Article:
Howitt; screenwriter: Howard Franklin;
cinematographer: John Bailey; editor: Zach Staenberg;
cast: Tim Robbins (Gary Winston), Ryan Phillippe
(Milo Hoffman), Yee Jee Tso (Teddy Chin), Rachael
Leigh Cook (Lisa Calighan), Claire Forlani (Alice
Poulson), Douglas McFerran (Bob), Richard Roundtree
(Lyle Barton), Tygh Runyan (Larry), Nate Dushku (Brian
Bissel), Ned Bellamy (Phil), Scott Bellis (Randy);
Runtime: 110; MGM release; 2001)
"A film geared for those who can't get enough of geek angst, PC's, and cappuccino into their system..."
Reviewed by Dennis Schwartz
A casual, inane, throwaway film, directed by Peter Howitt, of "Sliding Door" infamy. It's about a geek getting a dream job that turns out to be a nightmare. A film geared for those who can't get enough of geek angst, PC's, and cappuccino into their system, and therefore need unrealistic thrillers about geek lifestyles to inspire them with more highs from cyberspace. Others can relish in the film's anti-Microsoft feelings.
"Antitrust" plays on the Bill Gates persona ad nauseam and has Tim Robbins as Gary Winston, the antihero, billionaire geek and the silky-smooth head of the shady NURV, based in Portland, which is the biggest software company in the world. Gary takes that Gates persona on and runs with it into murderous territory, where even Gates' harshest critics haven't gone in their description of him. The company is criticized for putting out inferior products, stealing other people's genius, not making Internet information free to the public, and of stopping the geeks in the garage from getting their product to market. The Justice Department is investigating NURV and is gathering evidence to file an antitrust suit against them for preventing competition.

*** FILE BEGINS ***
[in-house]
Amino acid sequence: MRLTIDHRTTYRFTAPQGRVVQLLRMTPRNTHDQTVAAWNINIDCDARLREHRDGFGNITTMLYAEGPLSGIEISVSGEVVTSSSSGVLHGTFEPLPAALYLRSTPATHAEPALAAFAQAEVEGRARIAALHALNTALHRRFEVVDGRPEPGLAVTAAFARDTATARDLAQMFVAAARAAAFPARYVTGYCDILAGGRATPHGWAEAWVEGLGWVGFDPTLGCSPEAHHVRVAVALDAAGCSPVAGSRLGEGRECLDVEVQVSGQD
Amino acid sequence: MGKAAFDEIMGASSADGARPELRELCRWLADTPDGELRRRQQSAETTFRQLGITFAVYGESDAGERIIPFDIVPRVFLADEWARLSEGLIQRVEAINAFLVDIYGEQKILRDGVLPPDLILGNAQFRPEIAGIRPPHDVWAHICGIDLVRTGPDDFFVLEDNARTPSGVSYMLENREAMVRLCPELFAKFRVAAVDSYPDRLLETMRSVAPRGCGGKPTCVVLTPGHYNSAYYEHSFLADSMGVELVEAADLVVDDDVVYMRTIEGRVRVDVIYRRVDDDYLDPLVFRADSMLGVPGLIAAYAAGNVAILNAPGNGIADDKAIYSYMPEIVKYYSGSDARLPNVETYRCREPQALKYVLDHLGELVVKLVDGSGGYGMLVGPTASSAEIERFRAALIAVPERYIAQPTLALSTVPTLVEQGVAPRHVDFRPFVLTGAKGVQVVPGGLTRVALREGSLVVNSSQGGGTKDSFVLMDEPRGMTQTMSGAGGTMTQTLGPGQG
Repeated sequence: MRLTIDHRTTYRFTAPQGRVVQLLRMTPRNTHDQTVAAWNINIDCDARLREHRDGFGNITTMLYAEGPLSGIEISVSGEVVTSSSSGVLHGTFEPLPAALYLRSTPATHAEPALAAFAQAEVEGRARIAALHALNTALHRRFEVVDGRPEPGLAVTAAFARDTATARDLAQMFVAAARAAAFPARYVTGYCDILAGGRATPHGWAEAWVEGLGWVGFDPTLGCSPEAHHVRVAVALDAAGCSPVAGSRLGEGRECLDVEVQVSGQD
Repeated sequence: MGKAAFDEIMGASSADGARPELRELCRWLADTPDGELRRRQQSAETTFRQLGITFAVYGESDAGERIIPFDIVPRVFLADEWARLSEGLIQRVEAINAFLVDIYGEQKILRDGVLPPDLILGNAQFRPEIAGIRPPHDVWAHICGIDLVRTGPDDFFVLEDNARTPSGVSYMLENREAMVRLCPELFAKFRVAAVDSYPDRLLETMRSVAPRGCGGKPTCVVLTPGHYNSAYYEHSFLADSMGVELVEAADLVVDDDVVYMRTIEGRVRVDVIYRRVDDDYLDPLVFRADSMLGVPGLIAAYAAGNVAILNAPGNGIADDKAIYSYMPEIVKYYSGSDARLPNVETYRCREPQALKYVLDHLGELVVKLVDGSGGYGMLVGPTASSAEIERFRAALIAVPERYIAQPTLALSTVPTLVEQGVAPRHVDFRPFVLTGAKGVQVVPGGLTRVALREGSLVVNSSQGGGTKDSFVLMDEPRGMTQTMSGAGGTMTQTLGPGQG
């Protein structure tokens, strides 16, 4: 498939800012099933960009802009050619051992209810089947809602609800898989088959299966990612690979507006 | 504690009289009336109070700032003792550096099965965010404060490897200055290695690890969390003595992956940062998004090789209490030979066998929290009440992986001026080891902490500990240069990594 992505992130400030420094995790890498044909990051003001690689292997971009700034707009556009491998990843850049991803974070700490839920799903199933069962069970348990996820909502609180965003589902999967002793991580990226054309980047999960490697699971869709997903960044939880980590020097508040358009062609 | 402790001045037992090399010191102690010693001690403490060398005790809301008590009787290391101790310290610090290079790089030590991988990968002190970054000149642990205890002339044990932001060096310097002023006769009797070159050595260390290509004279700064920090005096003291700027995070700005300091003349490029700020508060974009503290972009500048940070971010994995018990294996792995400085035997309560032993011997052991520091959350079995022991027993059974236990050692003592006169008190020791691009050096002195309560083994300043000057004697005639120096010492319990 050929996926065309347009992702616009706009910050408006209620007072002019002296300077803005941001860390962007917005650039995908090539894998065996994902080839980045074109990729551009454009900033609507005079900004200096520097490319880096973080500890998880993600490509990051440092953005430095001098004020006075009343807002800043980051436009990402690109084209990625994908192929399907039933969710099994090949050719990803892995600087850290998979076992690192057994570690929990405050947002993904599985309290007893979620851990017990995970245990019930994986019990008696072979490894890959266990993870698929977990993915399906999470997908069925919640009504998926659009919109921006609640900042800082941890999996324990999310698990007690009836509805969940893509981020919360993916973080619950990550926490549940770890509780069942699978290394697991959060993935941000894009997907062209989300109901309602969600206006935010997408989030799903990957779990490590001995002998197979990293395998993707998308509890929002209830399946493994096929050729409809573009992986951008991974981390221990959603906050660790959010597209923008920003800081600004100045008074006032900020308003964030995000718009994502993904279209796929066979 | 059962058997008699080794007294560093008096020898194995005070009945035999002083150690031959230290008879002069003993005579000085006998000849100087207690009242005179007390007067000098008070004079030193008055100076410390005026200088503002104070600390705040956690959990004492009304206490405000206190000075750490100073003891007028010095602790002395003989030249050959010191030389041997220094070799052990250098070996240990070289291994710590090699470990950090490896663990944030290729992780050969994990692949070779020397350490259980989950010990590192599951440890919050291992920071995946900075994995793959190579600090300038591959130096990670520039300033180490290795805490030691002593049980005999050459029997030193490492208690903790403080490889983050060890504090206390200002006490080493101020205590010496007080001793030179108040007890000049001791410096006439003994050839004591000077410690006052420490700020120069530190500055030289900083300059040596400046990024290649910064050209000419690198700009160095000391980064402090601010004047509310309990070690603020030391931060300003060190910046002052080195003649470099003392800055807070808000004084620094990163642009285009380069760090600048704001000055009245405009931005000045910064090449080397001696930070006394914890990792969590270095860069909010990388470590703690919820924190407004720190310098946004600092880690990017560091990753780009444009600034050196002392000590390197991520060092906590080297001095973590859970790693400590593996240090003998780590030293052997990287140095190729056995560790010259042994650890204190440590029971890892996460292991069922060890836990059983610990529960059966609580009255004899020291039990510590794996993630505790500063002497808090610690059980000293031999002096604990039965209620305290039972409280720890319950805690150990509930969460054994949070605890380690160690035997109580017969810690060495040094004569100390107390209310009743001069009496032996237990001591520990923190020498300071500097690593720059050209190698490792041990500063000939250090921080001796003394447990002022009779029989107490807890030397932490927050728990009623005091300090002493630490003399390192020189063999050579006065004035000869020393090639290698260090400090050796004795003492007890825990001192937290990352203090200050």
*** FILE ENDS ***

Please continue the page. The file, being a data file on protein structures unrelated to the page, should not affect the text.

On an infomercial video given to NURV employees, Gary states his deep philosophy in a nutshell: "This business is binary. You're a one or a zero. Alive or dead." The geeks in the garage also have a motto: knowledge-belongs-to-the-world.
The hero of the film is idealistic computer programer, Stanford grad Milo Hoffman (Ryan Phillippe), partners with another genius geek, Teddy (Yee Jee Tso). About to be funded by venture capitalists they are ready to form their own Internet start-up company with their friends. They work out of their garage, using their tech breakthrough in the field of open source codes. Gary recruits them, as he follows geek geniuses all over the world to try and get them to keep his empire always moving forward. He is involved with a costly Synapse project (it's a satellite system that will link every existing communication device into one network) and needs to meet a deadline on its global-communications breakthrough, needing their particular skills for him to finish on time. Through his snakelike charm, which hides his evil intentions, he lures Milo to work for him. Milo's partner chooses not to work for the capitalist pigs but Alice (Forlani), Milo's attractive live-in squeeze, encourages him to jump at the opportunity.
A tour of NURV's ultra-modern geek headquarters, which is a campus with multi-buildings and satellites on it, fills us in on the atmosphere around such high-tech complexes. In the security tight building Milo is assigned, it is filled with computers and geek employees worshiping at the feet of Master Gary. But to Milo's great satisfaction Gary singles him out for special treatment, anxious to have him find a way to interface his system with NURV satellites before the critical deadline. Milo quickly forgets his ideals and loses contact with the still idealistic Teddy, as he settles into the NURV family and immensely enjoys his new lucrative job.